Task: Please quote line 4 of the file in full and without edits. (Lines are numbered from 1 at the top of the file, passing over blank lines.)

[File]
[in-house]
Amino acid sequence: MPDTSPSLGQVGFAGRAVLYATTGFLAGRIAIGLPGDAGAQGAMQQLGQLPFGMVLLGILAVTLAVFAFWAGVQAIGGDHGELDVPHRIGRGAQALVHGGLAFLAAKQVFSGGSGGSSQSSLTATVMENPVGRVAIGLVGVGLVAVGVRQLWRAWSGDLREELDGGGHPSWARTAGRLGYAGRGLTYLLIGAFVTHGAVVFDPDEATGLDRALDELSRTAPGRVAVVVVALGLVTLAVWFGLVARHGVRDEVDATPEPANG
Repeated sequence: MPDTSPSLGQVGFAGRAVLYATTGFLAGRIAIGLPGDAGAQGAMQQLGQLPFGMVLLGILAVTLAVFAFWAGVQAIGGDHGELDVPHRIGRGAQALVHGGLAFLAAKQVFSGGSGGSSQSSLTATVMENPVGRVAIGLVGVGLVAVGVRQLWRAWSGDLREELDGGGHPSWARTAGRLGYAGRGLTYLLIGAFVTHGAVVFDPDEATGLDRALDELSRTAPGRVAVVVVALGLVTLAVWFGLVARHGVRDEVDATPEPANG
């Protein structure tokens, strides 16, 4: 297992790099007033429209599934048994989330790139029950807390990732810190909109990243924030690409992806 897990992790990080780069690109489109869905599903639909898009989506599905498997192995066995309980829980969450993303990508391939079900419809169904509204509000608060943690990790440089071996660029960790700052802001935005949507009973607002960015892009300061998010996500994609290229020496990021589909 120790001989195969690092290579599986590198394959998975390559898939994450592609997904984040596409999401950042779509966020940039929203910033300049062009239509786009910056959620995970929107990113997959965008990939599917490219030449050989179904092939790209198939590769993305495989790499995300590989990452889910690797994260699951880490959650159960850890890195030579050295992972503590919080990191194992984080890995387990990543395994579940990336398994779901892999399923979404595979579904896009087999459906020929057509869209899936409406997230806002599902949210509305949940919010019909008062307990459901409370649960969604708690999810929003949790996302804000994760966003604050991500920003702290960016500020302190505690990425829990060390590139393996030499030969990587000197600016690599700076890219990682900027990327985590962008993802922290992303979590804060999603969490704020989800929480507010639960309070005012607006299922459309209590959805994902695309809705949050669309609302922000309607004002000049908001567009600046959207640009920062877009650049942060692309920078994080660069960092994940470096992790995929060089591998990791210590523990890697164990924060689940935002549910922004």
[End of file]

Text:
């Protein structure tokens, strides 16, 4: 297992790099007033429209599934048994989330790139029950807390990732810190909109990243924030690409992806 897990992790990080780069690109489109869905599903639909898009989506599905498997192995066995309980829980969450993303990508391939079900419809169904509204509000608060943690990790440089071996660029960790700052802001935005949507009973607002960015892009300061998010996500994609290229020496990021589909 120790001989195969690092290579599986590198394959998975390559898939994450592609997904984040596409999401950042779509966020940039929203910033300049062009239509786009910056959620995970929107990113997959965008990939599917490219030449050989179904092939790209198939590769993305495989790499995300590989990452889910690797994260699951880490959650159960850890890195030579050295992972503590919080990191194992984080890995387990990543395994579940990336398994779901892999399923979404595979579904896009087999459906020929057509869209899936409406997230806002599902949210509305949940919010019909008062307990459901409370649960969604708690999810929003949790996302804000994760966003604050991500920003702290960016500020302190505690990425829990060390590139393996030499030969990587000197600016690599700076890219990682900027990327985590962008993802922290992303979590804060999603969490704020989800929480507010639960309070005012607006299922459309209590959805994902695309809705949050669309609302922000309607004002000049908001567009600046959207640009920062877009650049942060692309920078994080660069960092994940470096992790995929060089591998990791210590523990890697164990924060689940935002549910922004």